Touching on the issue of theory turned into practice are six chapters. Very interesting as they are, they also suggest how difficult it is to see precisely how ideas become action. In chapter four, Spencer Young, "Avarice, Emotions, and the Family," argues that when medieval theorists said that avarice corrupted moral norms, their ideas eventually found their way to popular preachers and thus were imbibed by "late medieval Christians" (71). Most of the essay, however, is about the various ideas moralists held regarding avarice and emotional effects. For example, they railed against the love of children because it prevented fathers from giving their wealth away to charities. In chapter six, "Nicholas of Modruš's De consolatione (1465-1466)," Han Baltussen takes up a treatise aimed at "grief management" (105). Nicholas's work, Baltussen argues, was "a stepping stone" (108) in the history of attitudes toward grief. Without doubt, it was meant to guide people. But its actual effects on practice remain unexplored. In chapter nine, Raphaële Garrod looks at "Early Modern Jesuit Discourses about Affects," taking up in particular the writings of Francisco Suárez and Nicolas Caussin on motherhood. Garrod shows how Caussin tried to turn high-flown theory into "practice" in a letter that he wrote to a grieving mother: she should first feel the full extent of her pain, then recognize that her sorrow came from her Christian imperfection, and finally find solace in the promise of the afterlife. Did the mother put the advice to use? No doubt she tried to do so. In chapter ten, "Anatomy of a Passion," Louis Charland and R.S. White understand the mad jealousy of Leontes in Shakespeare's The Winter's Tale as performing (literally) the theory of the passions of Thomas Wright (d. 1623). While their ultimate purpose is to contribute to our understanding of modern clinical issues, the bulk of their essay explores the two theoretical treatises and their "mirroring" in Shakespeare's play. Yasmin Haskell's study, "Arts and Games of Love" in chapter eleven, seeks to discover how classical and Christian ideas about friendship were employed by the Jesuits in "a flurry of poetic activity" (230). The poems were meant to cultivate appropriate homosocial bonds within the order and to sensitize its members to imagine themselves in the place of others in order to "harvest souls at all levels of European society and in the overseas missions" (242). Chapter thirteen, "Medical Effects and Affects," by Robert L. Weston explores the emotions--mainly negative ones--that arose in the course of correspondence between ailing patients and their doctors in early modern France. Here we see some of the ways in which popular and learned ideas about the passions and disease informed the ways that people talked about themselves and others.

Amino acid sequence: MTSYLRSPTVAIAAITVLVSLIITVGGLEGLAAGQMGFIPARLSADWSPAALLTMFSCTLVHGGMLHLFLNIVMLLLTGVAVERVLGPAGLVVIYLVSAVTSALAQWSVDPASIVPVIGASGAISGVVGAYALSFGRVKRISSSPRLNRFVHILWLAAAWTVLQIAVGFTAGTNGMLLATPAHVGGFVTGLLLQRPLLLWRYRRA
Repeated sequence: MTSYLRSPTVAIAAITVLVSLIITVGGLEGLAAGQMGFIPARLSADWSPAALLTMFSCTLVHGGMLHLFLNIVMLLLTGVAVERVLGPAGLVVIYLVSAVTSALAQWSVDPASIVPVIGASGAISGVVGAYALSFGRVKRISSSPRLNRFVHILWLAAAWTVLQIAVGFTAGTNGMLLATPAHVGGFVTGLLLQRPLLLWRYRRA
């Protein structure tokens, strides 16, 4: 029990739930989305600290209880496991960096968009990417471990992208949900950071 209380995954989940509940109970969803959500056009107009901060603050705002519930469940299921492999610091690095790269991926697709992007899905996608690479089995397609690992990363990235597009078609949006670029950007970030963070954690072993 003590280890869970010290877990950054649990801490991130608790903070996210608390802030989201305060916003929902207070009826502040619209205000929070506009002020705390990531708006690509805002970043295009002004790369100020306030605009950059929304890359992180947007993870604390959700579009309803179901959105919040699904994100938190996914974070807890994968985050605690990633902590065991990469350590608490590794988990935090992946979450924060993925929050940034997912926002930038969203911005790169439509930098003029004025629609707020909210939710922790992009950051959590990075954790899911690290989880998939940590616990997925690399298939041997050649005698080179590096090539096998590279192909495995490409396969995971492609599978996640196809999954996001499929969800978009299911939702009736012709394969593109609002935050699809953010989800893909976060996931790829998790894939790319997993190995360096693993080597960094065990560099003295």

Only two chapters try to show how practice influenced theory. In chapter five, Louise D'Arcens, "Affective Memory across Time," asserts that Christine de Pizan's The Book of the City of Ladies used medieval conventions of memory to create a work that would elicit, at one and the same time, male admiration of women rather than derision and female "pride, safety, and sociability instead of shame, fear, and isolation" (88). Here, however, Christine was not quite a theorist nor quite a practitioner but rather a sort of emotional orchestrator, hoping to change the emotional practices she found around her. In chapter seven, "Hearts on Fire," Susan Broomhall looks at "a richly illustrated manuscript" (121) prepared in 1578 for the French royal court by an apothecary, Nicolas Houel, who hoped to appeal to the "fellow feeling, compassion, and love" of the king and the Catholic citizens of Paris. This manuscript was one of several aimed at getting donations for Houel's pet project: a charitable institution to treat the poor, infirm, and elderly while offering education to boys and girls. The manuscript's text and illustrations, Broomhall argues, "performed" the "emotional acts, expressions and gestures" (121) that Houel derived from his (lay) understanding of contemporary theological and psychological theories and his expectations regarding "the emotional and spiritual practices of his audience" (133). Broomhall shows how Church teachings (e.g. that contrition required recognition of God's sacrifice) shaped the "performance" of Houel's manuscript (where both text and illustrations demonstrated that sacrifice) and how such teachings were deployed for purposes (such as Houel's charity) for which they were not originally designed. But it is only when treating (all too briefly) the civic culture of the Parisian professionals that Broomhall is able to show how Houel's treatise transformed practices per se into a theory of communal compassion.
In sum, this book offers many worthy--and, indeed, several brilliant--essays in the history of emotion. But it also highlights the challenges posed by the field. It is much easier to talk about various theories of emotion than it is to show how those theories were turned into practice. And, at least from the evidence here, it is very difficult to trace a direct line between emotional practices and the creation of theories of emotion.